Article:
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Have you ever heard the saying “absence makes the heart grow fonder”? It’s a quote most of us have all heard, whether it is from our elders, in English class, or even something you have scrolled past on Pinterest. At one point in time in our young love life, we have had to experience a relationship with distance. Maybe that is distance just for a weekend, or you have committed to a long-distance relationship. Some may have graduated from high school and your partner decided to go to a different college, pursue different careers in different places, or you simply made a connection from afar. We are talking about making long-term committed relationships work, but how? 


LDRs improve individuality 

As a young woman in college, I find myself in a “Who am I? Where do I fit in? Who do I want to be?” internal conflict. We are surrounded by “to-do lists”  daily, but being in a distant relationship can help us to focus on our goals. It provides us with the sense of still having our own person and feeling secure. At the end of the day, you are only accountable for what you are doing for yourself, RIGHT NOW. You and your partner can still have a healthy relationship, as well as have the ability to be on your own schedule and stay centered with what the end goal is and how to reach it.

They take loyalty

Just because you are miles apart, doesn’t mean that you should treat it any differently than living in a small town. You can’t control your other half in the relationship, but you can control your half. If it’s meant to be then it’ll be easy. It comes down to the fact that loyalty is black and white, not grey. You are either all in, or not at all. 

You have to communicate

Just like having a job, you need to be able to communicate effectively. Being miles apart comes with having to talk about your feelings a lot. Long-term connections thrive off of letting the other person know exactly how you feel. Though not being face-to-face does come with an advantage, such as being able to think about what you will say before you actually say it. This can be helpful to a relationship rather than spitting out the first thing that comes to our mind.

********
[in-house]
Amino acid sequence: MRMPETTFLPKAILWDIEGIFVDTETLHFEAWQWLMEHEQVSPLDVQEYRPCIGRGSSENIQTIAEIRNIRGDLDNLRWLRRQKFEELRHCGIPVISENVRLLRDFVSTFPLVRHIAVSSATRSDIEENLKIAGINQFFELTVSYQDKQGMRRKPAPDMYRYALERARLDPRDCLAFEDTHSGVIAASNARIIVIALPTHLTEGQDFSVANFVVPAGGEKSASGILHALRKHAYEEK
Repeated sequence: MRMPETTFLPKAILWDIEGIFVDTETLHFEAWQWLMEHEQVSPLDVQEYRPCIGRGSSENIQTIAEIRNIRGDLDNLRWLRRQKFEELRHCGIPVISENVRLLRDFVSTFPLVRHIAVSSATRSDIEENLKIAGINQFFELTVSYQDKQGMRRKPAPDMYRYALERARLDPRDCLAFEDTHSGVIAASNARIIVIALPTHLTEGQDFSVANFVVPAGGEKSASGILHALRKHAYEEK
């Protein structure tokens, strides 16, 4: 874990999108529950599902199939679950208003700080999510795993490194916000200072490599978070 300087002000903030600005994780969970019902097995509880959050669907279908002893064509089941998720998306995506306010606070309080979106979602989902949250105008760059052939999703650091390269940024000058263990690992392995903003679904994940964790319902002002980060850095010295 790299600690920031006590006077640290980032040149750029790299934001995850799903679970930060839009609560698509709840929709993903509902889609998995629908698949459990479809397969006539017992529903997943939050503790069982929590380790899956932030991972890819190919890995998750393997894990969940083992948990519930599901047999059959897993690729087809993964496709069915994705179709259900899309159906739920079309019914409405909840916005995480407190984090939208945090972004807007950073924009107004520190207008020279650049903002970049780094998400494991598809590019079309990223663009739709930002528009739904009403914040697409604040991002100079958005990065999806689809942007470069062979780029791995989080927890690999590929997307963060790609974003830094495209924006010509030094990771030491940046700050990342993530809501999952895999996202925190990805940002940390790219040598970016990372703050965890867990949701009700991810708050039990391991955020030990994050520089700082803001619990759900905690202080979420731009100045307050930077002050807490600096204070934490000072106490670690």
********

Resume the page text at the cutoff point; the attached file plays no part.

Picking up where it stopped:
Some days will be difficult, where you simply feel distant emotionally. That is okay, but what is not okay is not letting your significant other know that you are feeling this way. It simply comes down to this — if you don’t talk about it, then it won’t get better. Communication is key.

You have to have patience

Patience is a true virtue they say, but why? When you’re in a relationship, especially long-distance, you have to learn that good things take time. Whether you are eager to see them three months down the road or in a disagreement over something, timing is key. When patient, we are able to see more clearly what is right in front of us and can make a real difference. Everything is in the hands of time with the right amount of patience. Having the ability to slow down, think, and wait can have a strong impact on a healthy relationship. 

Use technology wisely

Thankfully in this day in age, we have all sorts of amazing technology to help us keep in touch with others from a distance. From texting to FaceTime calls, a relationship can thrive though miles apart.